- Make price recommendations. Pricing a home for sale is of particular importance. Pricing the home too high in the beginning can deter buyers, and once the home has been on sale for a long time, buyers become wary that something might be wrong with it. They also ensure that their clients don’t price their home too low, missing out on potential profit. Real estate agents earn their commission making sure their client’s home is priced in the sweet spot, where it will sell quickly, and hopefully generate multiple offers to drive the price up even higher!

- Discuss all options and potential scenarios once an offer is made. “Your agent’s knowledge about local lenders is beneficial - some are great at closing on time, and others - not so much,” warns Austin agent Pam Wachholz. “Having knowledge about the different types of financing is helpful as well - are there limits to seller contributions? Is there a chance the property won't appraise for sales price (either in value or condition)? Also, knowing the advantages of more money down, knowing what a back-up offer is, and how that can work to the client’s advantage is extremely helpful. Things like: ‘why are closing out permits so important when selling your remodeled home’ are things that most buyers and sellers know little about. Having a Realtor® who knows the contract and can competently lay out the options and potential pro's & con's is of HUGE importance value in such a high-value transaction.”

- Follow the transaction through the closing once an offer is accepted. “Typically, sellers are going to be most concerned with the process of getting the home prepared for the sale, getting it marketed, and getting it under contract,” says Austin agent Greg Vassaur. “Most sellers don't understand that the real work takes place once a contract is accepted. The listing agent moves from a marketing/advertising expert, into a transaction/contract manager. This role entails managing the nuances of the contract to ensure timelines are met, not only by the sellers but buyers alike. Many times the listing agent must manage the buyer's agent's process to ensure everything stays on track. Ultimately it is the sellers hope for a seamless sale from start to finish. The finish being a closed/funded deal.”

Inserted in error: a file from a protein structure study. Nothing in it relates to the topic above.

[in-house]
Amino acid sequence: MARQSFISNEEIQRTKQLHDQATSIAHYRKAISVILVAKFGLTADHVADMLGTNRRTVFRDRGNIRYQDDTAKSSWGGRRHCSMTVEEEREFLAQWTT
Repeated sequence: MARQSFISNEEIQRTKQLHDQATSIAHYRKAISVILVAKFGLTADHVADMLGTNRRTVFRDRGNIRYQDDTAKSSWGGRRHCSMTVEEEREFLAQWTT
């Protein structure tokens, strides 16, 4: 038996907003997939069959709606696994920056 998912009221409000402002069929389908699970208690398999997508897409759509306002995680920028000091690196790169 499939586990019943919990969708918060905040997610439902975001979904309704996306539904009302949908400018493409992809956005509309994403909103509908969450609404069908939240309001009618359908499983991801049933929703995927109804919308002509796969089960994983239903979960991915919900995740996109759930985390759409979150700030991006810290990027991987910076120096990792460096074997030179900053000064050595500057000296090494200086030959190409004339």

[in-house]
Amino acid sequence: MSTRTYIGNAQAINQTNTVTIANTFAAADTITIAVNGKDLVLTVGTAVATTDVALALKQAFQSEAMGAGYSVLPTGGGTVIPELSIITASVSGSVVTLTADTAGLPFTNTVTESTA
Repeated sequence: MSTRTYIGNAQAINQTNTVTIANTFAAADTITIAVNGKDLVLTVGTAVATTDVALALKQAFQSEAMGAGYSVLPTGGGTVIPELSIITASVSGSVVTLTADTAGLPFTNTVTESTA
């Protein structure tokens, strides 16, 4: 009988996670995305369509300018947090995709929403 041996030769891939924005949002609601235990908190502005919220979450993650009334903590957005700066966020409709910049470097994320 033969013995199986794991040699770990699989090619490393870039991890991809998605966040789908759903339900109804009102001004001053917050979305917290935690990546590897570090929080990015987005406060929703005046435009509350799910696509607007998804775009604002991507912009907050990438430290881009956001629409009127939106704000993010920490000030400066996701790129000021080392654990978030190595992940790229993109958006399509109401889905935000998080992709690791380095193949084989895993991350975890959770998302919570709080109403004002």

- Facilitate the ordering of title work. Communicating with the title company to ensure a smooth and timely closing is significant. Delayed title work can delay the date of the closing significantly if not ordered on time and correctly.

- Deal with home inspection results and handle any negotiations. “As real estate agents, we see home inspections almost daily,” notes Austin agent Stephanie Fischer. “We are well versed in the language, as well as what is most important. Inspections can be scary and overwhelming to a buyer or seller, as inspectors are required by TREC to report on every minor detail. We can help ease fear and doubt about the report by explaining what is considered minor vs. major repairs. We can also get quotes on your behalf for any necessary repairs, so you can be sure you are not overpaying for such repairs.”

- Coordinate and attend the closing. Making sure that all parties are available to attend the closing, including setting up the appointment with the title company and lender, as well as making sure this works for the seller’s schedule can be difficult. Once the closing has been scheduled, making sure everyone arrives, and on time, is part of the agent’s commitment to their client.

 

Once the deal is closed, the agent gets their well-deserved commission. There is much more about being a real estate agent than meets the eye – it’s a high work, high reward career. If more people knew what really went into a real estate deal, they might not be so quick to question the 3% commission that each agent is awarded.